The water finally started to clear and the baitfish started to come back into the bay, which leads to good fishing since the bigger fish will soon follow the bait. We decided to give the inshore one more day to recover and headed out off shore in search of blue water where we hoped to find some Sailfish, Dorado or Tuna to chase, but we went out 24 miles and found the water to still be a little on the green side (a little cold for off shore game fish on the fly). We came across a few Dorado during our day, but none that wanted to play at the end of our lines. The inshore is where we spent the rest of out time at Boca, fishing from a boat and off the beach. Our fishing improved and we saw a few Yellow Tail, schools of Giant Needle Fish and a lot of small sized Jacks. The Jack Crevalle or Toro as they call it in Mexico for the way it fights, provided us with the most action. We caught lots of small ones and a few bigger ones to make each day, but given the colder water conditions I thought we did pretty well. I’m looking forward to getting back down to Boca de Iguanas not only to fish with better water conditions, but to also enjoy this beautiful resort community and it’s staff again.

If you would like more info on Boca de Iguanas, give me a call or e-mail me at the shop.  Check out


The Patient Angler

Peter Bowers
Zihuatanejo - December 19th, 2007
  • Recorded:
  • Sunny
  • 84 ° F 
  • Fishing: Good
  I went down this past week to check out a new resort property being developed on main land Mexico called Boca de Iguanas, located 40 min. north of Manzanillo.  I was invited down to view the beautiful resort community being developed, and more importantly to explore the local waters to see what kind of saltwater fly fishing was available.

  I started by fishing the beach in front of Boca de Iguanas which stretches 3 miles south to the small town of La Manzanilla. The water was a little on the green side (green water is colder), which sometimes makes inshore fish a little shy to artificial lures or flies. But the air temp was in the 80’s and the water felt pretty good to me. So I worked down the beach and to my surprise about 30 casts into my day, I had a small but excited Roosterfish follow all the way to my rod tip. He didn’t take, but he sure woke me up! I fished for a couple more hours and caught a few small Jacks, a Ladyfish and a Sierra. I walked back to the resort just in time to be served an elegant lunch on the beach. 3 types of Cevichi, grilled Mahi and a very nice white wine (rough life). The folks at Boca de Iguanas, know how to do things right.   I also fished two days by boat, which gave me the opportunity to check out about 10 miles of the local shoreline. We found some really nice classic inshore beaches to fish and worked those throwing teasers. On the first day, I was able to tease up 10-12 Roosterfish and 6 or 7 Jacks. Most of them were on the small side and not too aggressive, but we did managed to hook a couple Roosters. On the second day the water had warmed up a little and had more of a blue color to it, just the way we like it. We had a great day with action right out of the gate and it never really slowed down. We had consistent action with Roosterfish and every once in a while a small school of Jacks would bust the teaser. The best thing was, we were getting some action from bigger fish. The fish of the trip was a beautiful 20 lb Roosterfish caught by Mark Sternfeld. When the slashing attack of a larger Roosterfish hits the teaser and follows to the boat, your heartbeat jumps and time seems to slow down and you can’t move. Mark held it together though and made a good cast, but the Rooster turned off at the last second. So I threw the teaser back in the direction he was going and bang, he was back on it all fired up and I brought him back to the boat. Mark made another good cast but the Rooster turned off again, so I pitched the teaser again and the third time was the charm. The Rooster came in hot and Mark made a final cast and the excited Rooster ate his fly. The Roosterfish thrashed his head and then took Mark way into his backing. After a great fight with repeated runs he finally gave up and we were able to land him for a quick photo opportunity.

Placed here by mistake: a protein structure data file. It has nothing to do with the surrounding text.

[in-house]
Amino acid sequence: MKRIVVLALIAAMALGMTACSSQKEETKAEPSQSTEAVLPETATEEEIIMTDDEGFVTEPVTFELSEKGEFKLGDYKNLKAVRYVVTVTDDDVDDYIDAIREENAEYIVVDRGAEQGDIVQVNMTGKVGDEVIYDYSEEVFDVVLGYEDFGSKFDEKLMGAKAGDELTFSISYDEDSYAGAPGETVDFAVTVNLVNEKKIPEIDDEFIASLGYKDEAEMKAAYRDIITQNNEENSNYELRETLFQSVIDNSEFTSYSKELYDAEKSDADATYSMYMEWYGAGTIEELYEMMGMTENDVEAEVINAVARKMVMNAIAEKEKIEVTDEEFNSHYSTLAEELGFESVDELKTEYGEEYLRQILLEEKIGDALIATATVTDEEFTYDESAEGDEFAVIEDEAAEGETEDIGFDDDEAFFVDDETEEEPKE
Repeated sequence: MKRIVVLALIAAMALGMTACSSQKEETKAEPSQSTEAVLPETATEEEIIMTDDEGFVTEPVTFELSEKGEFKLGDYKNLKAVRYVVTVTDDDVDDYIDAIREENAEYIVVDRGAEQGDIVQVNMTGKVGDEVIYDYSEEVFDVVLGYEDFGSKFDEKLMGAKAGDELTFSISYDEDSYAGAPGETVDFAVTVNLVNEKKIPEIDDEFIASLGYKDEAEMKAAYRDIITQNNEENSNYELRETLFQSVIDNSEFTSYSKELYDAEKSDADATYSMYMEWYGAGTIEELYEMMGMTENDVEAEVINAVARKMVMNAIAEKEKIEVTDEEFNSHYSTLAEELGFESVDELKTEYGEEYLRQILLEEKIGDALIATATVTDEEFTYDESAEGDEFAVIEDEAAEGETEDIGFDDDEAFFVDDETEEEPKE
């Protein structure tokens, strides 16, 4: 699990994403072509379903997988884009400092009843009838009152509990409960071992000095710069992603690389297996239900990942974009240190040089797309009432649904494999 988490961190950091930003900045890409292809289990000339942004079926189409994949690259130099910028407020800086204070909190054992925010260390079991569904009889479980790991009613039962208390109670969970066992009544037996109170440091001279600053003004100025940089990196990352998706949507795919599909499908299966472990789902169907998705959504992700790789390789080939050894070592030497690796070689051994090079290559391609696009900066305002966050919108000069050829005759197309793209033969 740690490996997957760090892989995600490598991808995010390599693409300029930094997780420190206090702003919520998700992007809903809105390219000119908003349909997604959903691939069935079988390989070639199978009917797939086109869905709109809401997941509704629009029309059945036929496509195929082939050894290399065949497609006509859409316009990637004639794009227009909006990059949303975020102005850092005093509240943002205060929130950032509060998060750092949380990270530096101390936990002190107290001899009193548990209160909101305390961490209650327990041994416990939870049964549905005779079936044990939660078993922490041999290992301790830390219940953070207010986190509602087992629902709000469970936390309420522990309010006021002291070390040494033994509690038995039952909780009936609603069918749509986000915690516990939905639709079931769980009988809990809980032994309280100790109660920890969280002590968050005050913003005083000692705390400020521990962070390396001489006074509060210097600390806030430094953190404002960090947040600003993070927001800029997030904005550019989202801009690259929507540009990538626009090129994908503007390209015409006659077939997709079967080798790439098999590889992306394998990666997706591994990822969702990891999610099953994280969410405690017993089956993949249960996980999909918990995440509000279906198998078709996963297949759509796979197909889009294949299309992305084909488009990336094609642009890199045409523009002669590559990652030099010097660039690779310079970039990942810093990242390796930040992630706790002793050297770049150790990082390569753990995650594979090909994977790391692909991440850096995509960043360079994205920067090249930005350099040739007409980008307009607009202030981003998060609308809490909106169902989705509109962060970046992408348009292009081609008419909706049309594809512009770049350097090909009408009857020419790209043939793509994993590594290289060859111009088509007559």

I can’t wait to visit the fine folks at Boca de Iguanas again. (maybe next month)
   You can view the photos in our photo gallery.